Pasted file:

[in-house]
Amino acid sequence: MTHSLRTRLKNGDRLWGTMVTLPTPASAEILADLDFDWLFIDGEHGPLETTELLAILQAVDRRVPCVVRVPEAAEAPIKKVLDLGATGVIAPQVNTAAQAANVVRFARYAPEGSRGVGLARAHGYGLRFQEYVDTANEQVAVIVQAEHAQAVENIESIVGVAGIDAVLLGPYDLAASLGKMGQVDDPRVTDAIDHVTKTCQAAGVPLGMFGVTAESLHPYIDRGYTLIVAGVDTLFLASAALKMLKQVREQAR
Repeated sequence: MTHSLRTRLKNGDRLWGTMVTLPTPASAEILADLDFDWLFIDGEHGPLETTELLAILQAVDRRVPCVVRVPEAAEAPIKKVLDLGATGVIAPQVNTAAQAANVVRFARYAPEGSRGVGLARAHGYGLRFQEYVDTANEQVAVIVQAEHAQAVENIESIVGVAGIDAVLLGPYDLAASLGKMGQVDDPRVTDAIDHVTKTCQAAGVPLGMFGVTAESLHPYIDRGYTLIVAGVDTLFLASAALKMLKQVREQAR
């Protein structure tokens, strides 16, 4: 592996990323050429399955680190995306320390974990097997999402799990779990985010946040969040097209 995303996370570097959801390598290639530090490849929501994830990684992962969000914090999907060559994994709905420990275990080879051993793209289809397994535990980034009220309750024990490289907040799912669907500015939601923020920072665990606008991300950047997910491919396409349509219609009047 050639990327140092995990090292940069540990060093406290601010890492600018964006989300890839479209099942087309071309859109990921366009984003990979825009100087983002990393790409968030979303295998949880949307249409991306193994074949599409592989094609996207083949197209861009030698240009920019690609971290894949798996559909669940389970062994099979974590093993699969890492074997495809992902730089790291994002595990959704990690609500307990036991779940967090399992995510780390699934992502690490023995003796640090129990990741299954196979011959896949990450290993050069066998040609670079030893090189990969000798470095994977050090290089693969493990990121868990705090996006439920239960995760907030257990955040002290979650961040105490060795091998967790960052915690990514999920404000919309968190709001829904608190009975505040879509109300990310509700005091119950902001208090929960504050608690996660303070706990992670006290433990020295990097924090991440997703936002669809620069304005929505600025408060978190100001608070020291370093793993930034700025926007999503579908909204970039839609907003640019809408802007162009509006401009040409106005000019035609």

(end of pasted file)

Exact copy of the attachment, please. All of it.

[in-house]
Amino acid sequence: MTHSLRTRLKNGDRLWGTMVTLPTPASAEILADLDFDWLFIDGEHGPLETTELLAILQAVDRRVPCVVRVPEAAEAPIKKVLDLGATGVIAPQVNTAAQAANVVRFARYAPEGSRGVGLARAHGYGLRFQEYVDTANEQVAVIVQAEHAQAVENIESIVGVAGIDAVLLGPYDLAASLGKMGQVDDPRVTDAIDHVTKTCQAAGVPLGMFGVTAESLHPYIDRGYTLIVAGVDTLFLASAALKMLKQVREQAR
Repeated sequence: MTHSLRTRLKNGDRLWGTMVTLPTPASAEILADLDFDWLFIDGEHGPLETTELLAILQAVDRRVPCVVRVPEAAEAPIKKVLDLGATGVIAPQVNTAAQAANVVRFARYAPEGSRGVGLARAHGYGLRFQEYVDTANEQVAVIVQAEHAQAVENIESIVGVAGIDAVLLGPYDLAASLGKMGQVDDPRVTDAIDHVTKTCQAAGVPLGMFGVTAESLHPYIDRGYTLIVAGVDTLFLASAALKMLKQVREQAR
């Protein structure tokens, strides 16, 4: 592996990323050429399955680190995306320390974990097997999402799990779990985010946040969040097209 995303996370570097959801390598290639530090490849929501994830990684992962969000914090999907060559994994709905420990275990080879051993793209289809397994535990980034009220309750024990490289907040799912669907500015939601923020920072665990606008991300950047997910491919396409349509219609009047 050639990327140092995990090292940069540990060093406290601010890492600018964006989300890839479209099942087309071309859109990921366009984003990979825009100087983002990393790409968030979303295998949880949307249409991306193994074949599409592989094609996207083949197209861009030698240009920019690609971290894949798996559909669940389970062994099979974590093993699969890492074997495809992902730089790291994002595990959704990690609500307990036991779940967090399992995510780390699934992502690490023995003796640090129990990741299954196979011959896949990450290993050069066998040609670079030893090189990969000798470095994977050090290089693969493990990121868990705090996006439920239960995760907030257990955040002290979650961040105490060795091998967790960052915690990514999920404000919309968190709001829904608190009975505040879509109300990310509700005091119950902001208090929960504050608690996660303070706990992670006290433990020295990097924090991440997703936002669809620069304005929505600025408060978190100001608070020291370093793993930034700025926007999503579908909204970039839609907003640019809408802007162009509006401009040409106005000019035609």